When you’re scared but you still do it anyway, that’s brave. Neil Gaiman
Recently my daughter participated in the Special Olympics North Carolina Equestrian competition. She loves working with horses and while not much in life comes easily for her if there is a horse involved she is willing to work a little harder and dig a little deeper. This semester she has been focusing on becoming more independent with her horse. At this year’s competition she ended the weekend with one gold medal, one silver medal, and one fifth place pink ribbon. While I was proud of everything she did I have to admit I may be the most proud of that fifth place ribbon. Watching her equitation class where she clearly was the top rider, earning a gold medal, was awesome, but while watching her showmanship class where she earned fifth place I saw something beyond skills that have been practiced, I saw a true brave girl.
Be brave. Take risks. Nothing can substitute experience. Paulo Coelho
Showmanship is new to her, she had worked on it for four weeks, but a big difference between this skill and the others she competed in is that in Showmanship – as she and I found out just that morning – she would head into the arena with just her horse in hand. I remember thinking she looked so small next to Ruby, that big horse! You see in Equitation and Trails while the horse was completely under her control she was in a division called assisted which means she has a teacher, coach, or volunteer walking along with the horse on lead, mostly for safety, but to Lina its also a comfort – if something goes wrong someone is right there. In her weekly classes back at NCTRC her horse is not on lead its just her on her horse and her teacher giving her directions and instruction – because she is working on becoming a more independent rider. But she is not alone in the arena with her horse, her teacher is there, and the arena is probably a quarter of the size of the one for the SONCE competition. So, that day, in she walks to the arena leading her horse all by herself; walking Ruby over and lining her up with the other competitors and their horses.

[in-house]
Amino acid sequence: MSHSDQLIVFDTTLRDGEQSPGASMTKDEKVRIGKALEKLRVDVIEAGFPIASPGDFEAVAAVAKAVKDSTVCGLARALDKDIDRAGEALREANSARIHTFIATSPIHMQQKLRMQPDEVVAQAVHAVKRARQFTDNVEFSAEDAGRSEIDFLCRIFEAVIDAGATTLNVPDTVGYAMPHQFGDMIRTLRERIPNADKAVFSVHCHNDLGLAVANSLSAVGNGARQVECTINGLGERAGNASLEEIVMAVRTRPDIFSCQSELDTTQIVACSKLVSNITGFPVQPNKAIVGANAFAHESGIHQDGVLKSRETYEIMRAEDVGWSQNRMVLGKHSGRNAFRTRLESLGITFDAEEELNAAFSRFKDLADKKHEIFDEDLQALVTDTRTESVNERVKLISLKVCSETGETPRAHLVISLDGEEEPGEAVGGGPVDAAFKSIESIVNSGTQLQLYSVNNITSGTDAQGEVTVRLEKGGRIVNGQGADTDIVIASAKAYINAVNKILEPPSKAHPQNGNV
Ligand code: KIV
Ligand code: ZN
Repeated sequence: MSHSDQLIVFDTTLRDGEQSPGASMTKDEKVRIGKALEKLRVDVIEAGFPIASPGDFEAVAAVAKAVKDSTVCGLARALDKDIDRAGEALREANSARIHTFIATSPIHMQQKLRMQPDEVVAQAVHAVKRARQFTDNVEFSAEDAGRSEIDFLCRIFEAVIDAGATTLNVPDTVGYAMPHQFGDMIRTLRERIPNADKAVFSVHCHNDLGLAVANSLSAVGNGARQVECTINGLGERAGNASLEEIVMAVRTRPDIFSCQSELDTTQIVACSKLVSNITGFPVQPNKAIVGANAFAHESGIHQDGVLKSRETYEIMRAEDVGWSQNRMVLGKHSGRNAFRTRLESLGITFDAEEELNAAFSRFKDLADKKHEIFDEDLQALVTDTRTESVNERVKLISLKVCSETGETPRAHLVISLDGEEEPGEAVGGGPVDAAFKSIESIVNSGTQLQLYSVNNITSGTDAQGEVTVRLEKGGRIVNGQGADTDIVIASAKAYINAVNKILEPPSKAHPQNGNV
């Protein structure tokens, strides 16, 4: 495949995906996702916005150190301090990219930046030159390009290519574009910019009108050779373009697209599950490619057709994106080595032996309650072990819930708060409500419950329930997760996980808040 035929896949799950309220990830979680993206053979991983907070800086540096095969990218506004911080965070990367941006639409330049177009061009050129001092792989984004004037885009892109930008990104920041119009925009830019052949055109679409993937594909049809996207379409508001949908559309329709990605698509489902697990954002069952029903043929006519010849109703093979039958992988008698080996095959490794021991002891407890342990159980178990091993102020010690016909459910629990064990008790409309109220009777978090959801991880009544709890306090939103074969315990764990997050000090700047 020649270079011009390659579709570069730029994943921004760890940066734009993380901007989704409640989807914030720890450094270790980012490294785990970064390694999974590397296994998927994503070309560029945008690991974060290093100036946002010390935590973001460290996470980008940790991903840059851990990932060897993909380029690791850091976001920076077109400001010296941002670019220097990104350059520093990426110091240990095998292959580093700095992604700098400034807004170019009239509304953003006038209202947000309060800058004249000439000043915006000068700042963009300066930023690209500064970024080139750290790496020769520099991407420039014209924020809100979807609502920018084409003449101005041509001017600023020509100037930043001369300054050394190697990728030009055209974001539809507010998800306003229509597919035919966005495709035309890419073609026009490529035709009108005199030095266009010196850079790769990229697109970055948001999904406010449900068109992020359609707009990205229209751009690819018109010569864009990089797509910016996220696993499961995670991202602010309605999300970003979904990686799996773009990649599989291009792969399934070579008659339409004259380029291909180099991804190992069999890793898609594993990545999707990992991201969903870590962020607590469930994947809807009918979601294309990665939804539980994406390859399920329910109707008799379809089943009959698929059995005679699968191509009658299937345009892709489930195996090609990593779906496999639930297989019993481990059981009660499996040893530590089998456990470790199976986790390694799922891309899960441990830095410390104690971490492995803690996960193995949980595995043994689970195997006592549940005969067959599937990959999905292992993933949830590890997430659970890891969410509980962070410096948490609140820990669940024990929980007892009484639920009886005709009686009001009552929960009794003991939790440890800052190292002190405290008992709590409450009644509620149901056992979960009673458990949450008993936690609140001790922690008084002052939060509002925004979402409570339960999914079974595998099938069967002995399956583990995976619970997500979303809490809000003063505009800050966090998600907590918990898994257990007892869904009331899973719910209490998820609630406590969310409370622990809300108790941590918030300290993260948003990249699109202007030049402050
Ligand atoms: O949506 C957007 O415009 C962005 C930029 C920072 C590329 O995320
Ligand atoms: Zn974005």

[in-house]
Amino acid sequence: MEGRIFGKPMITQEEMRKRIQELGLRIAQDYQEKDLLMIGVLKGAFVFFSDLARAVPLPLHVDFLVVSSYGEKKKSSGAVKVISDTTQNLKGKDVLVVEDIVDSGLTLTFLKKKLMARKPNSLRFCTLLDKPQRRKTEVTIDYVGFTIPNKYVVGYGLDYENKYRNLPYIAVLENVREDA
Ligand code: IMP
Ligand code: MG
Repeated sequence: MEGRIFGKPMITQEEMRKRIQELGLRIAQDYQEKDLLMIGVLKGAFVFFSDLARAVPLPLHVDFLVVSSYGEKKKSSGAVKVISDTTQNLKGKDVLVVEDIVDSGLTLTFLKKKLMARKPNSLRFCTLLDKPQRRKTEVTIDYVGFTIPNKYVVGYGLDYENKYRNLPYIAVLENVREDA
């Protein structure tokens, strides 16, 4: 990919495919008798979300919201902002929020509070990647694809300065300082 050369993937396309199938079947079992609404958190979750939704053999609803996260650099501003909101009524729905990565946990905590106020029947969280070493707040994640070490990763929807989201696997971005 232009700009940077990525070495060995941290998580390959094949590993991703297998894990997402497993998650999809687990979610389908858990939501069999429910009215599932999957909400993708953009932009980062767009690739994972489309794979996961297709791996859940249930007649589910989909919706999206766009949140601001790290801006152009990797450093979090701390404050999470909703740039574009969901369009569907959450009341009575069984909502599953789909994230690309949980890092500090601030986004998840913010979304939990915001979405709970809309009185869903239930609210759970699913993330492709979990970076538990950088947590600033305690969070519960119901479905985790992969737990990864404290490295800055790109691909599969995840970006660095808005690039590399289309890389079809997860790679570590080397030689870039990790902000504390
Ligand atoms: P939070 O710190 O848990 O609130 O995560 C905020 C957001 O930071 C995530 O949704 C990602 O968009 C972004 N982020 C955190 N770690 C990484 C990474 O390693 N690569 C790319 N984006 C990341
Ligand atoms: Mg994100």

The key to success is to start before you’re ready. Marie Forleo
Once it was her turn, she looked so calm I was amazed. She started out with Ruby and walked through that course from one end to the other. The problem being she was supposed to stop at a series of cones and pause before moving on. She was so nervous that all of that left her thinking. BUT, she stayed with it, stopped for the judge to circle her horse for inspection and then when told she could move on she took Ruby and lined up at the proper spot. I didn’t even care that she had completely blown the course, because the big accomplishment that day was going in all alone with her horse. That was a huge step and really signaled growth for her both as a horsewoman and as a young woman. Over the last couple years I have seen the things she learns in her therapeutic riding carry over to her everyday life. Normally when she is confronted with a new situation that makes her nervous she just shuts down and says “I’m not doing it” and no amount of talking will change her mind. But here she was in a very new situation, and not really sure of herself, but she had her horse and she didn’t quit or give up, she gave it her best shot – and next time it will be that much easier!
In order to succeed, we must first believe that we can. Nikos Kazantzakis
Being brave is a lesson that I have learned over and over the past few years. Taking the steps to put my art ‘out there’ for the public, offering it for sale, creating my website, starting this blog, publishing my first picture book, the list goes on but you get the idea. Next week I have another new opportunity, I’ve been invited to visit two elementary schools in Charlotte and give author/illustrator talks to the students. I have never done this before and it is SO exciting. It blends my passion for art, writing, and teaching! Thinking back a few years I would not have felt so excited, but rather nervous, and in fact may have turned down this opportunity. The more risks I take the less difficult the next one is. Watching my daughter in that showmanship class I recognized she was being brave stepping into a new experience – and I was full of pride and joy for her, because I know how much that experience is going to help her grow. Too often we allow fear to hold us back from something we desire to accomplish. I know in the past I have. Putting my art and myself ‘out there’ has brought so many opportunities my way – whatever your passion, dream, or desire is, its time to go for it. Whats the worse that can happen – you aren’t successful? Its all in how you measure success – to me that fifth place ribbon was definitely a success. Be brave. Even if your not, pretend to be. No one can tell the difference.
“What if I fail? Oh but my darling, what if you fly?” Erin Hanson